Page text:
Top Five Reasons Students Don’t Want to Attend College

Top Five Reasons Students Don't Want to Attend College

Each year, many students across the country decide not to seek higher education after high school. A number of these students have to overcome many obstacles before deciding to attend college. Some of the reasons students decide not to go to college are:

  • No one in their family has gone to college;
  • They didn't do well in high school, so they think college will be too hard;
  • They don't know how to choose a college;
  • They think they won't fit in; or
  • They think they can't afford college.

Talk about tough barriers to overcome – and some students have to deal with all of them! Don't let your students despair – there is hope. A little patience, a few helpful hints and some research will have your students on their way to college in no time.

As the first person in their families to attend college, these students often do not know where to start, how to apply, what school to go to or how to finance their education. Out of sheer frustration, these students may just give up. Guidance counselors can give students hope, encouragement and help them decipher the application process. Additionally, career college admissions representatives will walk the student through the entire application process from start to end. At the very least, counselors and college representatives will be able to get the student started on the right track.

Getting through college can be easier with a few helpful hints. First, a student should know their study habits and learning styles. This will be key to their success in college. Some common bad study habits are: poor time management, poor study environment and cramming. Overcoming these habits will help students succeed in college. Most career colleges also offer free tutoring to their students or group study sessions.

Key points students should focus on when searching for a college are: program of study, location, cost, student services, and retention and graduation rates, just to name a few. First, students should list their priorities and from there, they can start the research process. The Internet can be a useful tool when researching schools. Many college resources on the Internet give students the ability to search by different items, such as location or program of study. However, this should not be their only college research resource. After they have narrowed down their list, they should contact the schools for additional information. Finally, a tour of the campus and a visit with an admissions representative will make the final decision easier for students. Are your students afraid they won't fit in at college? Students making that transition from high school, where they knew the same people for years, to a different school with people they don't know can be scary. Diverse groups of people can be found at career colleges, and on top of that, many schools offer social activities where students can meet new people. Students should also be encouraged to get involved in academic activities, such as student government or the college newspaper, where they will find smaller groups to bond with. Numerous students think they can't afford to go to college and this often deters them from even considering it. However, a large percent of students in college receive some type of financial aid. Additionally, there are several different types and sources of financial aid. There are grants, loans, work-study and scholarships. Grants, work-study and scholarships do not have to be repaid and therefore are the best source of financial aid. While federal loans have to be paid back, they have a low interest rate and can be paid back over a long period of time. This can all be confusing to students, but the college's financial aid office will be able to help students sort through the different types of financial aid.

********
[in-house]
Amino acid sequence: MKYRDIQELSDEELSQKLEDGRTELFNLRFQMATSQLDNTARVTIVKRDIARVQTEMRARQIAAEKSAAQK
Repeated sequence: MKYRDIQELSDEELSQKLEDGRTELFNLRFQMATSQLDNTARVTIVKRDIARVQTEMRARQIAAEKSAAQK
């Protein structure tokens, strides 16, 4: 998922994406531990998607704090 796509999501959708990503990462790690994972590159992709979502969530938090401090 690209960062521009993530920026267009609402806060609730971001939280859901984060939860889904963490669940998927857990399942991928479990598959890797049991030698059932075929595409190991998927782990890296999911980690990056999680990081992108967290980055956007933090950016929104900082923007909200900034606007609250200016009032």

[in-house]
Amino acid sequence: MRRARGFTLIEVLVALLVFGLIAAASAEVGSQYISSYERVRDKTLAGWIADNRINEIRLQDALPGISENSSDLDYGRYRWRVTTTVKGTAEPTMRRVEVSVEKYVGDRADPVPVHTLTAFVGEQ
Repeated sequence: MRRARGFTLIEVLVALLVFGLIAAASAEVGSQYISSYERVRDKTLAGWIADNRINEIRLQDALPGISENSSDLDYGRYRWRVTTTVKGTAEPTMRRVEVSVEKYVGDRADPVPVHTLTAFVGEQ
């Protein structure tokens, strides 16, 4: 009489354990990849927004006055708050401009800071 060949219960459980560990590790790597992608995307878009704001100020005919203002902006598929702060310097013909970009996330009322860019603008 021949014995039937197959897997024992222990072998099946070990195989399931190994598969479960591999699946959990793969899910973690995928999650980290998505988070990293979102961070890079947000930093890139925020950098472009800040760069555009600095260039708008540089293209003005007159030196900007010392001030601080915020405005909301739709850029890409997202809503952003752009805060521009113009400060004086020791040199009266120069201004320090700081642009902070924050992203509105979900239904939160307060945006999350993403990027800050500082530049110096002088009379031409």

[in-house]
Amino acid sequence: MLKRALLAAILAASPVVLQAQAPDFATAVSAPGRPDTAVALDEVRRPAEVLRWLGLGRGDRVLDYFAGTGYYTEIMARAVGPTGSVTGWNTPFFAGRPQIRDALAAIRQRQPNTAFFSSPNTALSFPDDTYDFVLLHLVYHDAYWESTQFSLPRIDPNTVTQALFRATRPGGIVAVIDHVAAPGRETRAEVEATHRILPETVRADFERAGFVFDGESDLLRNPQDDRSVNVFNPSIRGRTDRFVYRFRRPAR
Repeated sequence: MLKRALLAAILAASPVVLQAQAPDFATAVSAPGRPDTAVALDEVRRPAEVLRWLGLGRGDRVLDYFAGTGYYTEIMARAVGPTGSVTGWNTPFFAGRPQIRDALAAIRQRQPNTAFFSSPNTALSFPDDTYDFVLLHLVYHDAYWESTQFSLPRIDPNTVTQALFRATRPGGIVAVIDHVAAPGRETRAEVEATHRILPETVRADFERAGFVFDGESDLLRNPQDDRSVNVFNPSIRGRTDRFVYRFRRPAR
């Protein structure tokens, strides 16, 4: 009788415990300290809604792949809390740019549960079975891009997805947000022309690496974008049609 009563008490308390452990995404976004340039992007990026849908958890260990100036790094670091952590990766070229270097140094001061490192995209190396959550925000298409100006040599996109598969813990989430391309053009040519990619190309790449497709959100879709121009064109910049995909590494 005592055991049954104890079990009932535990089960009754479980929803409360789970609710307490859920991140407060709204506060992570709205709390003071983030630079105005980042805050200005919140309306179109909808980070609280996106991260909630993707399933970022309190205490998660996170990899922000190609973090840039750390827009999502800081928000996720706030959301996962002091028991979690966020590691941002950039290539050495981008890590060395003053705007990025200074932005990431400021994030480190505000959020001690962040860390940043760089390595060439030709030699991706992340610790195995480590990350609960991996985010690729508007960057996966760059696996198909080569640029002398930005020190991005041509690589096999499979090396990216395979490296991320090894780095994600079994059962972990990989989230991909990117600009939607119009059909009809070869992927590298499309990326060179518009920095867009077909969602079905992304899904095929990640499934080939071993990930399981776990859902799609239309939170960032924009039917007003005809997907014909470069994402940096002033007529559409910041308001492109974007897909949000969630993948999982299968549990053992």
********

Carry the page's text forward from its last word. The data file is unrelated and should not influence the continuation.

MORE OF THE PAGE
Several Imagine America Foundation publications can also help students overcome many of these fears. The 2007 Imagine America Student's Guide features articles on applying to a career college, study tips, budgeting, time management and avoiding common mistakes made by high school graduates. The 2007 Imagine America Guide to Career Colleges addresses topics such as applying to a career college, choosing a career college, financing your career education, researching scholarships and other helpful tips for students. Additionally, for counselors and admissions representatives, the Foundation's Fact Book 2007: A Profile of Career Colleges and Universities lists vital statistics on the career college sector in the areas of effectiveness and accountability, diversity, affordability, graduation rates and job opportunities. These publications can also help answer many questions students have. To find out more about the Foundation's publications and our programs.

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